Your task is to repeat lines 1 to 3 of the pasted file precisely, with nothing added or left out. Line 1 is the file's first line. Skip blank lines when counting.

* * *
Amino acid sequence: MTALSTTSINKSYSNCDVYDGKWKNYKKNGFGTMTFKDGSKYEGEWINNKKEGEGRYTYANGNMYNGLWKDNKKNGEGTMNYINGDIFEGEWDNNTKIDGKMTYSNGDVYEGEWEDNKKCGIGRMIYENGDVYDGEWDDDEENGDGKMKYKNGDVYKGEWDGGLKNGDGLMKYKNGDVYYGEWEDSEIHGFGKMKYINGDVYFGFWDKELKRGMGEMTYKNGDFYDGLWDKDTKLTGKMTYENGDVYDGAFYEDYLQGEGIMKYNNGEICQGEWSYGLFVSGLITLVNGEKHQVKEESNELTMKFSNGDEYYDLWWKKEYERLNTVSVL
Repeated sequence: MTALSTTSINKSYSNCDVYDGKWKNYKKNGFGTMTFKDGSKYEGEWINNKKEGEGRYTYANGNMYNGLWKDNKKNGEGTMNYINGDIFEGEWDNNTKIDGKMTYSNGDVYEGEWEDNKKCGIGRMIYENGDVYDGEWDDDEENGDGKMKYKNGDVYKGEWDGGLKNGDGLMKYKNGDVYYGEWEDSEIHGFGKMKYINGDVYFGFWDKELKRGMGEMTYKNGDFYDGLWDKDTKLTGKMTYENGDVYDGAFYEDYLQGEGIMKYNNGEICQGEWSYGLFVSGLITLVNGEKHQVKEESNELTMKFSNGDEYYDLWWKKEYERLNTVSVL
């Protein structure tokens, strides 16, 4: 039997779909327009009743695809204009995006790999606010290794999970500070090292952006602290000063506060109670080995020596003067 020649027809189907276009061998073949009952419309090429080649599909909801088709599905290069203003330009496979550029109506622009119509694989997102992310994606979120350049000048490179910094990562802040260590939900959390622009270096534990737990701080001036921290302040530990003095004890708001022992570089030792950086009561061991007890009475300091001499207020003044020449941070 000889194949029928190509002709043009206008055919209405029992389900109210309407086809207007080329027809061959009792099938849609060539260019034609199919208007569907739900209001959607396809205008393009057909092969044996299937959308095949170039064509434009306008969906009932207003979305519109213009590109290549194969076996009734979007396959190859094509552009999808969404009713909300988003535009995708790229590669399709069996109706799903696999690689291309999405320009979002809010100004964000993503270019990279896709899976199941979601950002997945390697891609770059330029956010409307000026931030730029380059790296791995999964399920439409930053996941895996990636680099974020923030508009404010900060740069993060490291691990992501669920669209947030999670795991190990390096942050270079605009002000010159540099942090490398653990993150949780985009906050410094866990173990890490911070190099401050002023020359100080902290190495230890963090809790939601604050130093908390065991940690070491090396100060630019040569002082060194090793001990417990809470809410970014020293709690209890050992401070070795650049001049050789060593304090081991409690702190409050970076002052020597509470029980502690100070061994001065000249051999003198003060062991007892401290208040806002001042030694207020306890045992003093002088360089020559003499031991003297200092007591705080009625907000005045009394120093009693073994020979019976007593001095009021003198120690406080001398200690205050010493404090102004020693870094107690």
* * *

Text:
Amino acid sequence: MTALSTTSINKSYSNCDVYDGKWKNYKKNGFGTMTFKDGSKYEGEWINNKKEGEGRYTYANGNMYNGLWKDNKKNGEGTMNYINGDIFEGEWDNNTKIDGKMTYSNGDVYEGEWEDNKKCGIGRMIYENGDVYDGEWDDDEENGDGKMKYKNGDVYKGEWDGGLKNGDGLMKYKNGDVYYGEWEDSEIHGFGKMKYINGDVYFGFWDKELKRGMGEMTYKNGDFYDGLWDKDTKLTGKMTYENGDVYDGAFYEDYLQGEGIMKYNNGEICQGEWSYGLFVSGLITLVNGEKHQVKEESNELTMKFSNGDEYYDLWWKKEYERLNTVSVL
Repeated sequence: MTALSTTSINKSYSNCDVYDGKWKNYKKNGFGTMTFKDGSKYEGEWINNKKEGEGRYTYANGNMYNGLWKDNKKNGEGTMNYINGDIFEGEWDNNTKIDGKMTYSNGDVYEGEWEDNKKCGIGRMIYENGDVYDGEWDDDEENGDGKMKYKNGDVYKGEWDGGLKNGDGLMKYKNGDVYYGEWEDSEIHGFGKMKYINGDVYFGFWDKELKRGMGEMTYKNGDFYDGLWDKDTKLTGKMTYENGDVYDGAFYEDYLQGEGIMKYNNGEICQGEWSYGLFVSGLITLVNGEKHQVKEESNELTMKFSNGDEYYDLWWKKEYERLNTVSVL
């Protein structure tokens, strides 16, 4: 039997779909327009009743695809204009995006790999606010290794999970500070090292952006602290000063506060109670080995020596003067 020649027809189907276009061998073949009952419309090429080649599909909801088709599905290069203003330009496979550029109506622009119509694989997102992310994606979120350049000048490179910094990562802040260590939900959390622009270096534990737990701080001036921290302040530990003095004890708001022992570089030792950086009561061991007890009475300091001499207020003044020449941070 000889194949029928190509002709043009206008055919209405029992389900109210309407086809207007080329027809061959009792099938849609060539260019034609199919208007569907739900209001959607396809205008393009057909092969044996299937959308095949170039064509434009306008969906009932207003979305519109213009590109290549194969076996009734979007396959190859094509552009999808969404009713909300988003535009995708790229590669399709069996109706799903696999690689291309999405320009979002809010100004964000993503270019990279896709899976199941979601950002997945390697891609770059330029956010409307000026931030730029380059790296791995999964399920439409930053996941895996990636680099974020923030508009404010900060740069993060490291691990992501669920669209947030999670795991190990390096942050270079605009002000010159540099942090490398653990993150949780985009906050410094866990173990890490911070190099401050002023020359100080902290190495230890963090809790939601604050130093908390065991940690070491090396100060630019040569002082060194090793001990417990809470809410970014020293709690209890050992401070070795650049001049050789060593304090081991409690702190409050970076002052020597509470029980502690100070061994001065000249051999003198003060062991007892401290208040806002001042030694207020306890045992003093002088360089020559003499031991003297200092007591705080009625907000005045009394120093009693073994020979019976007593001095009021003198120690406080001398200690205050010493404090102004020693870094107690």